Radioecological aftermath: Maternal transfer of anthropogenic radionuclides to shark progeny is sustained and enhanced well beyond maternal exposure
- Publication Type:
- Journal Article
- Journal of Environmental Radioactivity, 2018, 192 pp. 573 - 579
- Issue Date:
Copyright Clearance Process
- Recently Added
- In Progress
- Closed Access
This item is closed access and not available.
© 2018 Elsevier Ltd Cartilaginous dogfish Scyliorhinus canicula continued to transfer four anthropogenic radionuclides (65Zn, 60Co, 134Cs and 241Am) to their eggs for over six months, after two months of continued maternal exposure to radio-labelled food. Unexpectedly, rates of radionuclide transfers to eggs and their yolk & embryo during maternal depuration were equivalent for 60Co and 241Am, or even enhanced for 65Zn and 134Cs by factors of c.200–350%, over two-three months, compared to their maximal transfer rates at the end of the maternal uptake phase. These rates of maternal transfer of radionuclides to yolk & embryo were positively associated with their previously determined efficiencies of assimilation (AE) from ingested radio-labelled food. Thus progeny may be more exposed via maternal transfer to those radionuclides which have greater rates of maternal assimilation from food. As maternal depuration continued beyond 60–80 up to 180–200 days the transfers of all four radionuclides to eggs did diminish but were still substantial at mean values of 18% for 241Am, 17% for 134Cs and 9 and 8% for 60Co and 65Zn, respectively. In the yolk & embryo the mean rates of transfer over this period were further reduced for 241Am (13.5%), 60Co (2.5%) and 65Zn (5.8%), but were still appreciable for 134Cs at 56%. These results for S. canicula have demonstrated a potential enhanced radiological risk of extended duration due to the particular biokinetics of maternal transfer in this species. This study draws further attention to the current paucity of knowledge about the maternal: progeny transfer pathway, particularly in the context of the known heightened radio-sensitivity of early life stages in fish and other vertebrates, compared to later life stages.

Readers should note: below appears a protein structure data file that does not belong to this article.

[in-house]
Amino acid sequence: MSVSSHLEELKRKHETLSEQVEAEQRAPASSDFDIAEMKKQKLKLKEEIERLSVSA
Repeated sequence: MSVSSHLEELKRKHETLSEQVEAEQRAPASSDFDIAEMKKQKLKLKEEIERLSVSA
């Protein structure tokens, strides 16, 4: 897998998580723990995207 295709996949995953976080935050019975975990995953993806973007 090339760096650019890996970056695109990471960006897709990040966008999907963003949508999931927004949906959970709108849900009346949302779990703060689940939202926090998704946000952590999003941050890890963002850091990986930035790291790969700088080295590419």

Please use this identifier to cite or link to this item: